Evanescence are, without doubt, a great band. And ‘Bring me to life’ might be the best thing they have yet released. The song expresses a profound sense of personal worthlessness, and a plea – there is no indication of who is being pleaded with – that someone beyond the singer would create meaning and so worth for her existence.
The track begins with an expression (rendered with acoustic piano, in contrast to the heavy electric beats of the majority of the track) of loss of self and need for redemption: ‘…without a soul, my spirit sleeping somewhere cold, until you find it there…’ The chorus expresses directly the plea for salvation: ‘[w]ake me up, wake me up inside … before I come undone, save me from the nothing I’ve become.’
The song spent a month on top of the UK charts in 2003, and has been endlessly referenced by Christian speakers, including me. I recently heard that a bishop of the Church of England had been quoting it, which means I probably won’t anymore (unless the bishop in question is Graham Cray, episcopal citation suggests that an illustration has become hackneyed) Most speakers (not me, but including the good bishop) have used the song to illustrate the nihilistic tendencies of contemporary young people, the longing for meaning that, in the hands of a sensitive artist, becomes so overwhelming that a cry for salvation (‘save me from the nothing I’ve become’) is the inevitable response. Fill in your own gospel application; you won’t be far wrong…
The video for the song perhaps invites such an interpretation: Amy Lee’s endless falling being a powerful visual metaphor (as is the precariousness of her grasp on the wall of the building before she falls):
And, if you watch the performance of the song on the band’s Live in Europe DVD, you cannot fail to be struck by the intensity with which the audience sing along to these lyrics of existential despair:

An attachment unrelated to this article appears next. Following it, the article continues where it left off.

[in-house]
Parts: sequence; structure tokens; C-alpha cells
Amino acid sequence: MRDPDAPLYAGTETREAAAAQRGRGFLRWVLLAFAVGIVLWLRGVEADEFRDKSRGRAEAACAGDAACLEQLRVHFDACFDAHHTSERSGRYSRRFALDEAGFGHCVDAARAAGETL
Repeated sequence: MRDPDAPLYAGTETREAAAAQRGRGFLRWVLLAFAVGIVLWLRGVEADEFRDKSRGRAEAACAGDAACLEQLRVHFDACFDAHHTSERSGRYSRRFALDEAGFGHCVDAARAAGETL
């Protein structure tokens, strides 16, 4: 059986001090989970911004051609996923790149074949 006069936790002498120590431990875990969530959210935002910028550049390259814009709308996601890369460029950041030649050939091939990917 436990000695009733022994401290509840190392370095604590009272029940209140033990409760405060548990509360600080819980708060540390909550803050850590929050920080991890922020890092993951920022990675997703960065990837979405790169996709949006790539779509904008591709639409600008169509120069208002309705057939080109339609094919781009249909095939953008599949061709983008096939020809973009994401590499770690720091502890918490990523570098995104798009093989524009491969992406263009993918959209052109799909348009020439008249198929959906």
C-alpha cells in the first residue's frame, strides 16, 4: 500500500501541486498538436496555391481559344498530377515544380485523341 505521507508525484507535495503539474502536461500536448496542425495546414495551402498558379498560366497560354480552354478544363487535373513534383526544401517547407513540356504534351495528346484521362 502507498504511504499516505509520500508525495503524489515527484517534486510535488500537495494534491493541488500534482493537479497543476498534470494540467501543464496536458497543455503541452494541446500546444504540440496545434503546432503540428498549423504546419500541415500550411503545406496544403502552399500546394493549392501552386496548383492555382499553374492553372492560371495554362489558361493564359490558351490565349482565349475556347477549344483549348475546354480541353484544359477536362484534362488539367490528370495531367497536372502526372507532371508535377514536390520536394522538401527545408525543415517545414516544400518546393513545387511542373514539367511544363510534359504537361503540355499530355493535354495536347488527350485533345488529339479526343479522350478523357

That said, the common, and episcopally-sanctioned, deployment of this track as evidence for the fundamental loss of meaning amongst the millennial generation is a mistake; it spent four weeks at the top of the chart because it is a seriously brilliant hard rock anthem, not because it named something fundamental in the national psyche. More than that, the following suggestion that in the church we have the answer, easily available, to the angst expressed in the song is profoundly misleading: cultural forces are so powerful they invade the church just as much, perhaps, as they do the surrounding culture.
Proof of this? Every member of the band, when they formed, professed to be a born-again Christian. Before they hit the big time, they played the Christian festivals in the States, spoke powerfully of the work of Christ in their own lives.
It’s kids who are saved and sanctified who cry out to an unknown rescuer, ‘save me from the nothing I’ve become.’ If we don’t get that, we can do nothing of use for this generation.